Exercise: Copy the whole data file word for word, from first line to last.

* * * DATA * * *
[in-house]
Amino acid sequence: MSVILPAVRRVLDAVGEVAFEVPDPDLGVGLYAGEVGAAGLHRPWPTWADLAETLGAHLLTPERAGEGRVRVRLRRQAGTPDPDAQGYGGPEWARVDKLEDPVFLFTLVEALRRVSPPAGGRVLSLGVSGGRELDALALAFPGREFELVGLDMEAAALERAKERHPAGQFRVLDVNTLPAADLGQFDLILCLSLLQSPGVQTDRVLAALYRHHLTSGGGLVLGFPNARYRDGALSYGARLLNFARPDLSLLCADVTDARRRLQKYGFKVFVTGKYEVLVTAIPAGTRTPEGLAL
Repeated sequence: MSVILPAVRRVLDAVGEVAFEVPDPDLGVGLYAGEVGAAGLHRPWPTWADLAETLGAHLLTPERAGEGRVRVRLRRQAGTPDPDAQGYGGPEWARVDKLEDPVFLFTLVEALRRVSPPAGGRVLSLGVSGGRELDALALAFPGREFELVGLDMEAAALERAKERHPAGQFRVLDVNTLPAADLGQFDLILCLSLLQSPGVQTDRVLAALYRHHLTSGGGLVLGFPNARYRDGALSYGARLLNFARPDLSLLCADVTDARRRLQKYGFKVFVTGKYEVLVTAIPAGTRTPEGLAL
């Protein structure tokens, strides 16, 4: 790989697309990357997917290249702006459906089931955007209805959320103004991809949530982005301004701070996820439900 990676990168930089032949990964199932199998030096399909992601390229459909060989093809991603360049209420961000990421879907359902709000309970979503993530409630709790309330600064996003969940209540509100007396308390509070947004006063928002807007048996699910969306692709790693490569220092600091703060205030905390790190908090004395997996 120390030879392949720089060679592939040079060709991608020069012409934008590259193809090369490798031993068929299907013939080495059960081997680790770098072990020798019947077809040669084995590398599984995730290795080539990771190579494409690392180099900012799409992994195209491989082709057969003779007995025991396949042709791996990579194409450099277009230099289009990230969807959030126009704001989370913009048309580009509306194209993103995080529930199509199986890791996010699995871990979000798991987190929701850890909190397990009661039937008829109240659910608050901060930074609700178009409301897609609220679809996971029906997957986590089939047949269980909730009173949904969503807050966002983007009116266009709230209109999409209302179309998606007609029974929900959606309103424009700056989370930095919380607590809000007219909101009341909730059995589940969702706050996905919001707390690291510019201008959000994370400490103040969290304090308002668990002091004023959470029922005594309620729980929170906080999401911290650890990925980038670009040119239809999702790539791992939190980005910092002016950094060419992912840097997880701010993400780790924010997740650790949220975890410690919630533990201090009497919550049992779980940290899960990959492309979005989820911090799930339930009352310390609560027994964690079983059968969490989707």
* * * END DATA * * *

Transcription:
[in-house]
Amino acid sequence: MSVILPAVRRVLDAVGEVAFEVPDPDLGVGLYAGEVGAAGLHRPWPTWADLAETLGAHLLTPERAGEGRVRVRLRRQAGTPDPDAQGYGGPEWARVDKLEDPVFLFTLVEALRRVSPPAGGRVLSLGVSGGRELDALALAFPGREFELVGLDMEAAALERAKERHPAGQFRVLDVNTLPAADLGQFDLILCLSLLQSPGVQTDRVLAALYRHHLTSGGGLVLGFPNARYRDGALSYGARLLNFARPDLSLLCADVTDARRRLQKYGFKVFVTGKYEVLVTAIPAGTRTPEGLAL
Repeated sequence: MSVILPAVRRVLDAVGEVAFEVPDPDLGVGLYAGEVGAAGLHRPWPTWADLAETLGAHLLTPERAGEGRVRVRLRRQAGTPDPDAQGYGGPEWARVDKLEDPVFLFTLVEALRRVSPPAGGRVLSLGVSGGRELDALALAFPGREFELVGLDMEAAALERAKERHPAGQFRVLDVNTLPAADLGQFDLILCLSLLQSPGVQTDRVLAALYRHHLTSGGGLVLGFPNARYRDGALSYGARLLNFARPDLSLLCADVTDARRRLQKYGFKVFVTGKYEVLVTAIPAGTRTPEGLAL
């Protein structure tokens, strides 16, 4: 790989697309990357997917290249702006459906089931955007209805959320103004991809949530982005301004701070996820439900 990676990168930089032949990964199932199998030096399909992601390229459909060989093809991603360049209420961000990421879907359902709000309970979503993530409630709790309330600064996003969940209540509100007396308390509070947004006063928002807007048996699910969306692709790693490569220092600091703060205030905390790190908090004395997996 120390030879392949720089060679592939040079060709991608020069012409934008590259193809090369490798031993068929299907013939080495059960081997680790770098072990020798019947077809040669084995590398599984995730290795080539990771190579494409690392180099900012799409992994195209491989082709057969003779007995025991396949042709791996990579194409450099277009230099289009990230969807959030126009704001989370913009048309580009509306194209993103995080529930199509199986890791996010699995871990979000798991987190929701850890909190397990009661039937008829109240659910608050901060930074609700178009409301897609609220679809996971029906997957986590089939047949269980909730009173949904969503807050966002983007009116266009709230209109999409209302179309998606007609029974929900959606309103424009700056989370930095919380607590809000007219909101009341909730059995589940969702706050996905919001707390690291510019201008959000994370400490103040969290304090308002668990002091004023959470029922005594309620729980929170906080999401911290650890990925980038670009040119239809999702790539791992939190980005910092002016950094060419992912840097997880701010993400780790924010997740650790949220975890410690919630533990201090009497919550049992779980940290899960990959492309979005989820911090799930339930009352310390609560027994964690079983059968969490989707």